Sonic Spinball:

A Lost Classic And A Lost Genre

Jul 10, 2020
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With the inevitable state of affairs rendering me housebound for the last few months, it’s been a good time to dig through the ol’ gaming archives and revisit some good, wholesome childhood titles.

With the Sonic The Hedgehog recently released, it felt like a good time to nosedive into the nostalgia of Sega’s Sonic canon. Since. Digging through the old Genesis classics is always a blast: Sonic The Hedgehog, Sonic 2, Sonic 3, and Sonic and Knuckles are all fondly remembered gems. However, there’s one entry that never seems to get the props it deserves.

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Come with me, on a wild ride back to 1993.

Remember that time Sega released a Sonic pinball game?

The Premise

Hitting shelves in 1993, Sonic Spinball is one of the few games of the era based in the Sonic The Hedgehog “SatAM” TV series universe -- the one where Sonic and his friends were freedom fighters (yes, that was a thing, and it was surprisingly good for a kids show!)The story is archetypal Sonic: Dr. Eggman (or Robotnik, pick your poison) has built a fortress in which he is imprisoning cute, fluffy animals into his minion robots, and Sonic and Tails try to infiltrate the place to free said animals. After being shot off of Tails’ plane, Sonic ends up in the caves under the fortress, and must make his way up to defeat Eggman.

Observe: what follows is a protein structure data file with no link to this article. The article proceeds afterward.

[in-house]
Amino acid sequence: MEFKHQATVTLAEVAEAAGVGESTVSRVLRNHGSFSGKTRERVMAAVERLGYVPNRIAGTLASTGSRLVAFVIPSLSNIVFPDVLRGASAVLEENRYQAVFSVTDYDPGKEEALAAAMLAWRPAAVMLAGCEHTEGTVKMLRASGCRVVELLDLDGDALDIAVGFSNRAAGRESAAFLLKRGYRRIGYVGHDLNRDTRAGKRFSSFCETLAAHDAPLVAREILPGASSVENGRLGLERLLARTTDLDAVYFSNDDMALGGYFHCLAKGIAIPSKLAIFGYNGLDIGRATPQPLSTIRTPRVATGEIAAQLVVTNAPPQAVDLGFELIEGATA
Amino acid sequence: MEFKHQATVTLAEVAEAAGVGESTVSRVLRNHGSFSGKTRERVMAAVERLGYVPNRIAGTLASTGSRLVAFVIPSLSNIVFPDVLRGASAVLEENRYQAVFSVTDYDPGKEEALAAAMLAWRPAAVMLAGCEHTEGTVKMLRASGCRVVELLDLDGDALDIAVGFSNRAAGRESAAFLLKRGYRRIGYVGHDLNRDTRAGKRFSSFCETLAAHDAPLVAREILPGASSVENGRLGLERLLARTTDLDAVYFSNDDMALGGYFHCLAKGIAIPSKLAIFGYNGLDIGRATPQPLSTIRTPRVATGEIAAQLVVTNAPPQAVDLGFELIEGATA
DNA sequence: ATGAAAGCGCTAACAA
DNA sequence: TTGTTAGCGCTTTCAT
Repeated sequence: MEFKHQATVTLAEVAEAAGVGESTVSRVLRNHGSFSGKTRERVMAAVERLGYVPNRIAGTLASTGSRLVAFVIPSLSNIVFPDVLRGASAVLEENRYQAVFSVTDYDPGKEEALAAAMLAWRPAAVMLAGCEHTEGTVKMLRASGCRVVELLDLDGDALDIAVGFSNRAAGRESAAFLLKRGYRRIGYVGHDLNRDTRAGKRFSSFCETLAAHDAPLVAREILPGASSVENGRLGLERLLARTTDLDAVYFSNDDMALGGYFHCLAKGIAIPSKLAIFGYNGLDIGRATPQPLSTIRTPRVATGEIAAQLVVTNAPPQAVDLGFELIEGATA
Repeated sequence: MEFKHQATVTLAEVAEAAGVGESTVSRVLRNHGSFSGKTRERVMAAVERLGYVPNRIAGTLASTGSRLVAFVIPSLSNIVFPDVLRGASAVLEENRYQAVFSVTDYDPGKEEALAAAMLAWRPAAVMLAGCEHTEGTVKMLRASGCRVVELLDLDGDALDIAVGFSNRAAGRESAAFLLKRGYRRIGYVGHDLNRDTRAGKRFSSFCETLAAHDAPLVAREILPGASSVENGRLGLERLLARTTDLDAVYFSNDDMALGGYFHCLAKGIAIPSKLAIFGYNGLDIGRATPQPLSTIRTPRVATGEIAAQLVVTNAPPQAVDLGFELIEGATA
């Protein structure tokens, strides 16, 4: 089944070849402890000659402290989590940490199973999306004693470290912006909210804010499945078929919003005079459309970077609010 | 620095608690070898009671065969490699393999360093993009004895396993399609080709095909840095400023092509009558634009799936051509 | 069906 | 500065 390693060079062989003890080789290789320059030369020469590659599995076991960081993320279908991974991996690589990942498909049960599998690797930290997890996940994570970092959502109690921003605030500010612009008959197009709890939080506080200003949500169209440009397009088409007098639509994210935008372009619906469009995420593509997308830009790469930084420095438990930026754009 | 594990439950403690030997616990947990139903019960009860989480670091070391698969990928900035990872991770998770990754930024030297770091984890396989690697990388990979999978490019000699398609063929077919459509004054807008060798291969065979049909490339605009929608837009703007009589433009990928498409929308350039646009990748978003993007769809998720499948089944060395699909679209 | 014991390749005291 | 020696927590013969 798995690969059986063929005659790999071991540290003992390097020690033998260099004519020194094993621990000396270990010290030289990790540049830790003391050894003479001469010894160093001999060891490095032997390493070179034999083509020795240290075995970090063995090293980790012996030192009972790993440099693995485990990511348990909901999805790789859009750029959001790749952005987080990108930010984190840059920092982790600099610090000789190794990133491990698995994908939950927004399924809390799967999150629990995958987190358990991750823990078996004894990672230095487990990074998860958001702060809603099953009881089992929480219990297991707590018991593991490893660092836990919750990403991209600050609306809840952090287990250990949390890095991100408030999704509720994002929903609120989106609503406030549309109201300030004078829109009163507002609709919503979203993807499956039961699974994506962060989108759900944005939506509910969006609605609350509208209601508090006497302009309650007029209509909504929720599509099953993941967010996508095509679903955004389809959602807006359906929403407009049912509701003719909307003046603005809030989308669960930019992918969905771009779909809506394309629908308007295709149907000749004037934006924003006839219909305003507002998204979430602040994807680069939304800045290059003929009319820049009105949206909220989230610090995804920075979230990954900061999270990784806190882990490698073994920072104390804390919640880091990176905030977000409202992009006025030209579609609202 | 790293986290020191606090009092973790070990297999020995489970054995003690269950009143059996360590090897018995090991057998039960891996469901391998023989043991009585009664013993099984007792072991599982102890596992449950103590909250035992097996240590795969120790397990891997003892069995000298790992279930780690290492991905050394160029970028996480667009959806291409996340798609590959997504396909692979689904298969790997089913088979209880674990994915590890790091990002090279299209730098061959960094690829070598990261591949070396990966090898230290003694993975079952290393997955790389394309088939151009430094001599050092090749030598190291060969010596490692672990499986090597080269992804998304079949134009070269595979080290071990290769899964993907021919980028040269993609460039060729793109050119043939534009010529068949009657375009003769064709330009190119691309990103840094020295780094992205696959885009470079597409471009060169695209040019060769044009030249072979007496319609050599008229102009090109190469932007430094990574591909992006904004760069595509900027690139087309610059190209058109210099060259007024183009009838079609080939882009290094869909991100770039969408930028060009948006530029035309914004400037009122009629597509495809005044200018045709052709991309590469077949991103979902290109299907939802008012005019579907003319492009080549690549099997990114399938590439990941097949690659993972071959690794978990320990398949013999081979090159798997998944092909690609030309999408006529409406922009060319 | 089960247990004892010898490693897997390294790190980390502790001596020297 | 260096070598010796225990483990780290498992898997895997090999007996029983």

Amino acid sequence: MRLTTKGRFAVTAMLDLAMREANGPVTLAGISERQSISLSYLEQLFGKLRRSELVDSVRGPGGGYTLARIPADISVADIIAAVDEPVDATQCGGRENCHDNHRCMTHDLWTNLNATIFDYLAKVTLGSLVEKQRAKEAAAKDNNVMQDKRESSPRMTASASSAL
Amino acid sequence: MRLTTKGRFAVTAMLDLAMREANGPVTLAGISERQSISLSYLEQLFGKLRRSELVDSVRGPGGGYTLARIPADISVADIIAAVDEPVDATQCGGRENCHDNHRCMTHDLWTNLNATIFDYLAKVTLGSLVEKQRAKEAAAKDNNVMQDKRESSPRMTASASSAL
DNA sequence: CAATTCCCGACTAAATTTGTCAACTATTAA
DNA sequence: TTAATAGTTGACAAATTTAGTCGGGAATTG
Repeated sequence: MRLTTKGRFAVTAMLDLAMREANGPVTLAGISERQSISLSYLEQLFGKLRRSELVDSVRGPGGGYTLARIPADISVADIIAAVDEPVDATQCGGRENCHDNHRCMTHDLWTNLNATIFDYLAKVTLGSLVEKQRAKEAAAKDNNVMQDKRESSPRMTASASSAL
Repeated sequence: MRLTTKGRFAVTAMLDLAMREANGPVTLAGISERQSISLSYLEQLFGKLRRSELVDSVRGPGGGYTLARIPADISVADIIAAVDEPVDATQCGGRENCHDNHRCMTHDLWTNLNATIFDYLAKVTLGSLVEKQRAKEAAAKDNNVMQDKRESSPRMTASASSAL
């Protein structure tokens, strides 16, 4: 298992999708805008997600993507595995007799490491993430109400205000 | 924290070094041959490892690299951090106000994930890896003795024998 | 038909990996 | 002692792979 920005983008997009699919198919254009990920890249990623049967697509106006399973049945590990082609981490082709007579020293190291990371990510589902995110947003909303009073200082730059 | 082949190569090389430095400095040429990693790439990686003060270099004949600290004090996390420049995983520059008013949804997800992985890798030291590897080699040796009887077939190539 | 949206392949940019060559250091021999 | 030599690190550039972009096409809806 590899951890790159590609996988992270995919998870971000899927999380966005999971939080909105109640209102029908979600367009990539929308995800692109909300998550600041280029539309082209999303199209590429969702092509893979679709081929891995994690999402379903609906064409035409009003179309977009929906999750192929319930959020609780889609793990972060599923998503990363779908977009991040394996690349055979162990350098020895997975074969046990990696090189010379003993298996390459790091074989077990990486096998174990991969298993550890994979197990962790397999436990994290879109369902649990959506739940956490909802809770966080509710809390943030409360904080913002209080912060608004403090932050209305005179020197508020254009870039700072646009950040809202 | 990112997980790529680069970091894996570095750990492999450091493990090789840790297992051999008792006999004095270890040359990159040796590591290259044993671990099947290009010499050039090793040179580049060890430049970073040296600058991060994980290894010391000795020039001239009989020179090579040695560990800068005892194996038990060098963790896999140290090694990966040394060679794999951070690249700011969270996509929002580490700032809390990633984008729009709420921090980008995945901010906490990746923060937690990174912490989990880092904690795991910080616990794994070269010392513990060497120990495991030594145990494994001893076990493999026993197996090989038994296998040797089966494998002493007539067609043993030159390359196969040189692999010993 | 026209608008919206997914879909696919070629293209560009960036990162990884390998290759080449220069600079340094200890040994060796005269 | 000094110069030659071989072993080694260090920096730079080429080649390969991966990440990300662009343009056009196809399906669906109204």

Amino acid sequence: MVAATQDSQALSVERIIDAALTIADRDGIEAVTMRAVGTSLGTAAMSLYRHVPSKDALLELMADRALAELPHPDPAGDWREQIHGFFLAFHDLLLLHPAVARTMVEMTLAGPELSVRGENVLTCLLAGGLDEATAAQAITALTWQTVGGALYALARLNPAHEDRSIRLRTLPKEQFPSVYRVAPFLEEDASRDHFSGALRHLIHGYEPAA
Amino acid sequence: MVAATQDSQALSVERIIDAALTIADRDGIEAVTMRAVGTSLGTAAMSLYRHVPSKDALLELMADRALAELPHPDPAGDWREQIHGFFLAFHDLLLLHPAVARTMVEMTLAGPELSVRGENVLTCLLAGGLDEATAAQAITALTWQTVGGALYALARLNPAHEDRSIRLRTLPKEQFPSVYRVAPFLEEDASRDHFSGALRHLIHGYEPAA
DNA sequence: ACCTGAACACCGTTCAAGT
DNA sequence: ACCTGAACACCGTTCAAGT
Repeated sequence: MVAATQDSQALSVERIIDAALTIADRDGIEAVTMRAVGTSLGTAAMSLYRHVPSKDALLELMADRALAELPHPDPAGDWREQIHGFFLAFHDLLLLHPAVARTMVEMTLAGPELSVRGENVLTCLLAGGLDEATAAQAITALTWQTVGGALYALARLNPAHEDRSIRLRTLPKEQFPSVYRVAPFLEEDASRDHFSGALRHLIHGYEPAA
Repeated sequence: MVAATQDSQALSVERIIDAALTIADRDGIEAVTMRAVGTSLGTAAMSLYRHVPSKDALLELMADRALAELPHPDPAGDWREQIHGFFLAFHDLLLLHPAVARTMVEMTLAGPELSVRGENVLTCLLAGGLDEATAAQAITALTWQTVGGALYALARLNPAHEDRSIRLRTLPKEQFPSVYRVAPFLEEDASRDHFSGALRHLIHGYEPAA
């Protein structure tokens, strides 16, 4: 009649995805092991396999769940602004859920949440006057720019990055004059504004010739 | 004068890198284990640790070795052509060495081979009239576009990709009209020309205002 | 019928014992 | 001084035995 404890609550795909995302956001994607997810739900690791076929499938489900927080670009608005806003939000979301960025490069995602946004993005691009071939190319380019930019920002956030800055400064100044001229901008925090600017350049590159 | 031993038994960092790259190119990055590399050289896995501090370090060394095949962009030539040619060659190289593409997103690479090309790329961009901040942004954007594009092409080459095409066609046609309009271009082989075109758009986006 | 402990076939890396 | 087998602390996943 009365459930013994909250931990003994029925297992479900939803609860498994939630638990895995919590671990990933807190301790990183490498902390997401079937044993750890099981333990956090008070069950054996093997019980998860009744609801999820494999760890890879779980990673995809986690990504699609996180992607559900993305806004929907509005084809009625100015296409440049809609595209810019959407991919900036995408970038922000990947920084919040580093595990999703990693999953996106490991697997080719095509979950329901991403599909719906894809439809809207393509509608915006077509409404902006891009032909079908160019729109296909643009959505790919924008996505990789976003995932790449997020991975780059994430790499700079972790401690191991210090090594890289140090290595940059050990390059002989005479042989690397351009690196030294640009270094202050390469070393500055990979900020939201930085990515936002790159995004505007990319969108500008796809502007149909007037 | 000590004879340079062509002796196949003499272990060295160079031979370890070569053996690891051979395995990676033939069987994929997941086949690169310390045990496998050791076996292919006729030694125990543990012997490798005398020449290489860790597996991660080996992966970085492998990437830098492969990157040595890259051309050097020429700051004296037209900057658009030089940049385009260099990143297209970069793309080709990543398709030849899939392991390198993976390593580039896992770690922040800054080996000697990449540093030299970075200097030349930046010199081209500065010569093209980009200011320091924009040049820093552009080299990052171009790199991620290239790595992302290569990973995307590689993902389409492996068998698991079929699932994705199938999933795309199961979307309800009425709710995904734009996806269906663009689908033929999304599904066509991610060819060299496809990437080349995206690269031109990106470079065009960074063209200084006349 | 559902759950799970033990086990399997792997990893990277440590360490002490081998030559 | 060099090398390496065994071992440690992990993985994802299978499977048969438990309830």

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Dr. Eggman hates animals so much, he should have been a Captain Planet villain.

The twist? These aren’t ordinary linear levels with a left-to-right scroll. The inner mechanisms of each level is a giant pinball game, and Sonic is the ball. The player doesn’t control Sonic - they control flippers around the stage to launch Sonic to specific areas.

On the Genesis controller, A controlled the left flipper, B controlled the right, and C controlled both (I tended to just use the C button in the game, because why the hell not?). Players must use the flippers to maneuver Sonic through pipes, and towards buttons, switches, and triggers in order to complete puzzles and unlock those coveted Chaos Emeralds. Once all the Emeralds in a stage are collected, the boss room is unlocked. After that... well, you know the rest.